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Lawmakers want answers why trees in two parks were felled

A lawmaker called for a probe on why mature trees in Clifford Park and Freedom Park along Roxas Avenue were chopped down reportedly for an unknown project.

Councilor Pilar Braga, committee chair on education, science and technology, arts and culture, has proposed an ordinance aiming to protect and conserve trees in all areas in the city.

In her privilege speech during a regular session on Tuesday, the councilor questioned whether the decision to cut down the trees was supported by a permit.

“These trees in Clifford Park and Freedom Park fronting Ateneo, Marco Polo and the Red Cross building are considered ‘millennium’ parks. Meaning, it has been standing there even before of us have been born,” she said.

According Braga, Interface Development Interventions, Inc., executive director Chinkie Peliño-Golle told her there was no prior consultation before the trees were felled.

“Was the committee chairperson on environment of the city council invited for a consultation? Were our barangay officials informed about this move? Whatever the plan is for the area, be it a park or whatever, can not it be done without cutting the trees? Can’t not these precious trees be uprooted and transferred to some place reasonable?” she said.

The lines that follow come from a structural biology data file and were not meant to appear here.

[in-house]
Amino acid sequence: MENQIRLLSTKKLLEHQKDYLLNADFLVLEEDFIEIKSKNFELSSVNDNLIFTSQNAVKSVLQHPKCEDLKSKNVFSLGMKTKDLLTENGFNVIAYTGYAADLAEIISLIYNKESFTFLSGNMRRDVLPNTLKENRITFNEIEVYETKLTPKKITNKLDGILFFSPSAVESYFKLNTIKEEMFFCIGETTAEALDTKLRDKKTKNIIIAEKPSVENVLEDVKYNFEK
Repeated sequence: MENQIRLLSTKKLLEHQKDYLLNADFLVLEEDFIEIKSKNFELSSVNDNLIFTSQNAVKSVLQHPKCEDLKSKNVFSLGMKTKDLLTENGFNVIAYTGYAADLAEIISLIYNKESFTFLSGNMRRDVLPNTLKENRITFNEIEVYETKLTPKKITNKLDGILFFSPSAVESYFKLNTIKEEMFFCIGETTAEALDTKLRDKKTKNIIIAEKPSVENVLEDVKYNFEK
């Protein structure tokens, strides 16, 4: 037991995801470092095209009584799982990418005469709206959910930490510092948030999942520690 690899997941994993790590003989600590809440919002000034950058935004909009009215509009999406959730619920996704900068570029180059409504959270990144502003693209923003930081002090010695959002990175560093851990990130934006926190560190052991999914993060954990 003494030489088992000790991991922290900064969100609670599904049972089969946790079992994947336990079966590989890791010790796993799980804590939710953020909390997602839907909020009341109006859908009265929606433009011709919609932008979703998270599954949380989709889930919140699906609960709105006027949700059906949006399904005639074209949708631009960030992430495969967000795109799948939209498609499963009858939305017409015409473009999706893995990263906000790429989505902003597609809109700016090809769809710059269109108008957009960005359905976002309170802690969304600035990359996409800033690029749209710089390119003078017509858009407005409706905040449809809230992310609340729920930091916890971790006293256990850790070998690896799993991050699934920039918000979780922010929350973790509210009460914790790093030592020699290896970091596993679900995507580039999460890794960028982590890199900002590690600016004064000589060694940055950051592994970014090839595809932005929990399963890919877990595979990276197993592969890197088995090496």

“There can be many creative ways to deal with trees. Let us not take our trees for granted,” she added.

Braga also pointed out the importance of trees following recent calamities that hit the city.

“In the height of climate change and global warming, which we evidently experience nowadays, we need these trees to protect us and the environment,” she said.

She referred this concern to the committee on environment.

In response, Councilor Diosdao Mahipus, Jr. said he will schedule a committee hearing right away to find out what happened.

“We will conduct the necessary committee hearing because we have to observe due process and hear the sides of the affected individuals, especially those who caused the cutting of the trees and their basis. It can be that these trees are near to collapsing, or it may that electricity is affected and the like,” he said.

Mahipus also elaborated the importance of studying the law on cutting of trees before doing such action.

“You cannot cut a tree without a Department of Environment and Natural Resources permit. We have to know the parameters or requirements for one to be able to secure the cutting permit, because apparently, due to development projects in the city, trees in the city can be affected, that is why we have to know how to regulate it,” he said.

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